New fraud database to thwart rising fraud

New fraud database to thwart rising fraud

news privacy in favour of security, Hynds says: "we are not actually asking for any additional capacity here. It's no different to real world surveill...

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news privacy in favour of security, Hynds says: "we are not actually asking for any additional capacity here. It's no different to real world surveillance Any intrusive investigation has to be justified as 'proportionate and necessary', in line with the European Convention on Human Rights". "It is, admittedly a more complex environment, especially in the sense that we would be placing certain strains on the industry if we insisted on data being retained for a very long time. "We are very keen to work with industry. Right from the start we have said that we are not going to do this on our own. We need to work in partnership."

Fraud Roundup

New fraud database to thwart rising fraud A new real-time Fraud Investigation database (FIND) is being planned to replace the previous paper-based fraud tracking system. Fraud in the UK has soared during the first half of 2002, already overtaking the £224 million total for 2001. The new database, being launched by Cifas will be accessed by all the major banks, credit card companies and asset finance organizations among others. The system is due to go live in 2003. Peter Hurst, chief executive of Cifas said “Fraud is a multi-million pound industry, however , it doesn’t just affect large banking and investment corporations, but every type of business and

individual. The only way we can stamp this out is to get all of the parties involved, from the police to our members and the victims, to share information about these crimes.” The CIFAS service will, for the first time, allow members to identify past and present trends, as all of the information will be stored centrally.

Frauds rise with tougher economic climate The total value of fraud cases for the first six months of 2002 increased by two and a half times to £256 million compared to the previous six months (£111 million) of 2001 according to figures from KPMG Forensics. David Alexander, Fraud Investigation Partner at KPMG told Computer Fraud & Security that tough economic conditions mean that any irregularities in finance become more noticeable. Often fraud will be viewed as an operating cost in an organization as management do not consider it to merit the cost of investigation said Alexander but when money is scarce, these finance drains become more pressing. There were large increases in the value of the Financial (Banking) fraud category, which increased from £11.3 million (the second half of 2001) to £51.8 million in 2002. This included three banking cases, which involved the use of bogus financial instruments. One of these cases, with sums at risk of £21

million, was a plot organized from Nigeria to defraud UK banks using false bankers drafts drawn on Nigerian oil companies. Commercial fraud in the UK witnessed 12 cases coming to court this year, each amounting to an average value of £1.8 million. According to Alexander, this represents a fraction of the fraud that occurs. He asserts that the chances of disclosure for the fraudster are slim, and this means that the chances of the case making it to court and eventual prosecution are even more remote. Alexander indicates that there are many factors that can result in fraud. The threat of redundancy can escalate the likelihood. Other pressures that could lead to individuals committing fraud are personal problems, such as gambling. It is also worth noting that higher management in positions of power are more likely to have increased opportunties to conduct discrepancies. Alexander also emphasized that computers play a significant role in all frauds investigated by KPMG and there is no new fraud, just different tools to commit it. “New technology makes existing fraud easier and more often than not fraudsters are one step ahead of the game”.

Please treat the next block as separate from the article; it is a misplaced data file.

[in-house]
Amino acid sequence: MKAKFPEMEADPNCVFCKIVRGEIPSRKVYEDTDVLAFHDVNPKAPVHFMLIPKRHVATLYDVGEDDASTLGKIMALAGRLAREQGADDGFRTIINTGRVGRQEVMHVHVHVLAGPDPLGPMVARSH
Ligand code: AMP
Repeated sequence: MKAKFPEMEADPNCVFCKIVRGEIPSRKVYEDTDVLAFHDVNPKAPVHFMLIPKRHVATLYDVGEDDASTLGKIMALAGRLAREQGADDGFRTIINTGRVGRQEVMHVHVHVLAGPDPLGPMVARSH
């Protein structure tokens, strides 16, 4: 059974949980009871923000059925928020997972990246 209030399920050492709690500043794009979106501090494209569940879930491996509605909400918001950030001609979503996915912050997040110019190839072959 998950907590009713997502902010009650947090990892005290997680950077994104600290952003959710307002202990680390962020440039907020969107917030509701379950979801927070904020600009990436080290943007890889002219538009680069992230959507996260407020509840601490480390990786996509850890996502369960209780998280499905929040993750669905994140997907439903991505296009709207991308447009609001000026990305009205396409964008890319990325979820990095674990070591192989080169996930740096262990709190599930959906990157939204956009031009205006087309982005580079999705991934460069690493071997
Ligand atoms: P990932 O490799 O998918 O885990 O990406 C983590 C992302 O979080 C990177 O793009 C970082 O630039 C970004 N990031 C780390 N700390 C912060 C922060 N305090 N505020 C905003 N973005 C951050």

Spam Roundup

ISC2 victim of slander in targeted email hoax ISC2, the accreditation company that offers the esteemed CISSP information security certifications has

been portrayed as antisemetic in a stream of emails that are configured to appear as if they originate from an ISC2 employee. An Australian candidate who failed the CISSP accreditation exam is believed to be the source of the spam. The emails were initially unexceptional detailing ISC2 policy but they recently progressed to containing racist content. The latest email subject title is “Sept 11, the reason for last years attack on WTC” and contains racist content against Jews. The author of the hoax has spoofed the email address of the ISC2 Webmaster, Wilfred L. Camilleri, so it appears as if he is the sender. ADL, the Anti-Defamation League has supported ISC2 in the confirmation that the email does not originate from ISC2. The “Sept 11” email seems to have been purposely sent to Jewish institutions and Synagogues to create the illusion that ISC2 is anti-semetic. ISC2 has posted a notice stating that email from their company can be confirmed as genuine because it is PGP signed.

Hacking roundup

E-commerce site used as tester for credit cards Spitfire Ventures, an online novelty vendor received 140 000 credit card submissions within the space of 20 minutes on 12 September. Spitfire normally gets around five to 30 transactions per day. 62 477 transactions were authorized at $5.07 each 3